Fresh oil persists in areas of Prince William Sound 12 years after spill

Posted: Thursday, November 08, 2001

ANCHORAGE -- More fresh oil remains in Prince William Sound than anybody would have imagined when the Exxon Valdez ran aground in 1989 in the nation's worst oil spill ever, officials said Wednesday.

"Originally I think everyone thought within a pretty short time the toxic portion of the oil would dissipate and what was left would be inert. That is not the case," said Molly McCammon, executive director of the Exxon Valdez Oil Spill Trustee Council. "They're finding a lot more subsurface oil that is still fresh and toxic after 12 years."

The Anchorage-based council directs the spending of a state and federal settlement of about $900 million from Exxon to restore damaged natural resources.

Crews spent this last summer overturning rocks and digging holes in the shoreline of Snug Harbor 55 miles southwest of Bligh Reef where the oil tanker ran aground as part of a National Marine Fisheries Service survey to determine how much oil remains following the 11-million-gallon spill.

Scientists have found oil in about 5 miles of 70 miles of shoreline that was either heavily or moderately oiled when the spill occurred or shortly thereafter. They should know in the next few months how much oil is left.

A 1994 fisheries service study estimated that about 70 percent of the spilled oil had dissipated into the air or biodegraded in the ocean or on shore, and about 14 percent was recovered in the cleanup process.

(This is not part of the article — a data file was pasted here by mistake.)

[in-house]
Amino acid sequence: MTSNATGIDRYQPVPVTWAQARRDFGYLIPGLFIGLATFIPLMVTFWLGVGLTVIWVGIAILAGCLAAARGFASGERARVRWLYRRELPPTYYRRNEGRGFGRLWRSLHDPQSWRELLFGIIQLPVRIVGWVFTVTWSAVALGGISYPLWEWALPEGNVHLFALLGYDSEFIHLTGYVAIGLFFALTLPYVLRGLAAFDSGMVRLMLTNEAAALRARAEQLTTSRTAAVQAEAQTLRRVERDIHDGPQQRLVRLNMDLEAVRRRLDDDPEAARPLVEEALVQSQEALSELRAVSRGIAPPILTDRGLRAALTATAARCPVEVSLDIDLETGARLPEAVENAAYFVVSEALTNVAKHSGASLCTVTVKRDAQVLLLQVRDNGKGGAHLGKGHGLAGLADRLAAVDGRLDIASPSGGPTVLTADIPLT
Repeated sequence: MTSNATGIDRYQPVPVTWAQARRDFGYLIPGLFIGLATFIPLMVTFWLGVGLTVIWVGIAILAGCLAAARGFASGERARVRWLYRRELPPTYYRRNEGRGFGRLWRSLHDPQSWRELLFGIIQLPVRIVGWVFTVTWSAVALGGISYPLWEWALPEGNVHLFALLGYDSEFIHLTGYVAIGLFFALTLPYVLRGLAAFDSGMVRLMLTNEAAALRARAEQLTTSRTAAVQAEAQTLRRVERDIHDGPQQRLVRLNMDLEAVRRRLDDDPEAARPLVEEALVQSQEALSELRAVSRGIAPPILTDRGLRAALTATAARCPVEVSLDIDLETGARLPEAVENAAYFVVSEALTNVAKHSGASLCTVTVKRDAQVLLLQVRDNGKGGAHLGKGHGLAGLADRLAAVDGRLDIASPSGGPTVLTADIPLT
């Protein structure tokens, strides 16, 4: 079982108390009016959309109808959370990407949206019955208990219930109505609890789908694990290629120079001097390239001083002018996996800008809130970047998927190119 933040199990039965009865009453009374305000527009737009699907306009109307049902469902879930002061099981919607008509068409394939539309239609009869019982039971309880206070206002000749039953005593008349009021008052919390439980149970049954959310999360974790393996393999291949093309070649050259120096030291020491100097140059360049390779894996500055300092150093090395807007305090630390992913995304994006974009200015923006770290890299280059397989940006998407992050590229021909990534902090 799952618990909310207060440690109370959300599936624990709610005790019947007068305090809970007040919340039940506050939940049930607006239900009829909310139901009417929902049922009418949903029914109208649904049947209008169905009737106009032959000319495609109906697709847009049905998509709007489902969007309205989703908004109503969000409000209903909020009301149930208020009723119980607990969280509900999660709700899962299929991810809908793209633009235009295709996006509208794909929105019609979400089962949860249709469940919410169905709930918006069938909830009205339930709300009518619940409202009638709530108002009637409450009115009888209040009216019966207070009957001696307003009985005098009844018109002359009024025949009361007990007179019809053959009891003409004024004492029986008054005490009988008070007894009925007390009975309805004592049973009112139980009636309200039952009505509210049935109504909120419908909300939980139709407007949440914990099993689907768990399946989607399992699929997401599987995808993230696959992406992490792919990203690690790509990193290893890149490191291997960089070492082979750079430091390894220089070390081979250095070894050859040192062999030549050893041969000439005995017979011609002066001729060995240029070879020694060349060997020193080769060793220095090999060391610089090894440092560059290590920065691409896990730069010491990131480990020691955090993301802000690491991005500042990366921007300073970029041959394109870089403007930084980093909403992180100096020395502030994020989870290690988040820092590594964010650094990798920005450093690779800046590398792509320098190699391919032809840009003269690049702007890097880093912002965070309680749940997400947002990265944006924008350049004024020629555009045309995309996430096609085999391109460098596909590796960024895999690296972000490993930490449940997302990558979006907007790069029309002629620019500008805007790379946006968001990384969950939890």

The study estimated that about 13 percent remained in the mud and sand, and about 2 percent remained on the beaches.

Jeffrey Short, a fisheries service research chemist doing the new survey, predicts much less oil will be found this time around.

Sea otters and sea ducks that live in the sound continue to show an elevated level of an enzyme that comes from hydrocarbon exposure, McCammon said. The enzyme has been traced to the Exxon Valdez oil.

Exposure to oil likely contributed to the crash of the Pacific herring population because it stressed the fish and made them susceptible to disease, McCammon said. A commercial herring harvest has not been held since 1993.

Short doubts that the remaining oil is a factor in the recent fluctuations in salmon populations. But he said scientists are surprised to find how little oil one part per billion it takes to kill fish eggs.

Scientists also are surprised that most of the remaining oil was found in the lower intertidal area. They expected to find oil higher up on the beaches where the spill made landfall in 1989.

Short said waves the first year probably broke up oil that coated the upper shoreline, sending smaller deposits to the lower beach where it settled 2 to 10 inches deep.

"It looks like it did in 1989, black and goopy," he said.

While the oil looks the same, the Prince William Sound community of Cordova, where half of households rely on commercial fishing and processing, has changed a lot, said Riki Ott, a marine toxicologist who co-founded the Alaska Forum for Environmental Responsibility in 1994.

Herring have not reproduced since the spill, and pink salmon populations crashed in 1992 and 1993. About a third of the fishing families left Cordova and those that remain in the town of 2,500 people are struggling.

"We just can't shake the oil spill blues," Ott said.

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